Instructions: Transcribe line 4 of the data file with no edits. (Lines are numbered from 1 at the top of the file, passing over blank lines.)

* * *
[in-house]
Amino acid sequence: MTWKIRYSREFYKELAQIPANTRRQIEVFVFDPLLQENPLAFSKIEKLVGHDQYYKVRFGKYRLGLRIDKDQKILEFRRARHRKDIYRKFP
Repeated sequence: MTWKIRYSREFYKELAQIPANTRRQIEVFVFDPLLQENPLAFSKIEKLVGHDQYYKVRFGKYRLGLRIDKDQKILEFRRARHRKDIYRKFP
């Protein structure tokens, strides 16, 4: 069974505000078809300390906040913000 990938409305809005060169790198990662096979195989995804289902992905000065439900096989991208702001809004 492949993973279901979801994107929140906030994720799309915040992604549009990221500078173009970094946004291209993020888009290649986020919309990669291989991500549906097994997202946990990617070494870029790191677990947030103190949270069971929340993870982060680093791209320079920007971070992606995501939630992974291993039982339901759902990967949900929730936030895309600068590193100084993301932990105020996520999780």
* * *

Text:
């Protein structure tokens, strides 16, 4: 069974505000078809300390906040913000 990938409305809005060169790198990662096979195989995804289902992905000065439900096989991208702001809004 492949993973279901979801994107929140906030994720799309915040992604549009990221500078173009970094946004291209993020888009290649986020919309990669291989991500549906097994997202946990990617070494870029790191677990947030103190949270069971929340993870982060680093791209320079920007971070992606995501939630992974291993039982339901759902990967949900929730936030895309600068590193100084993301932990105020996520999780």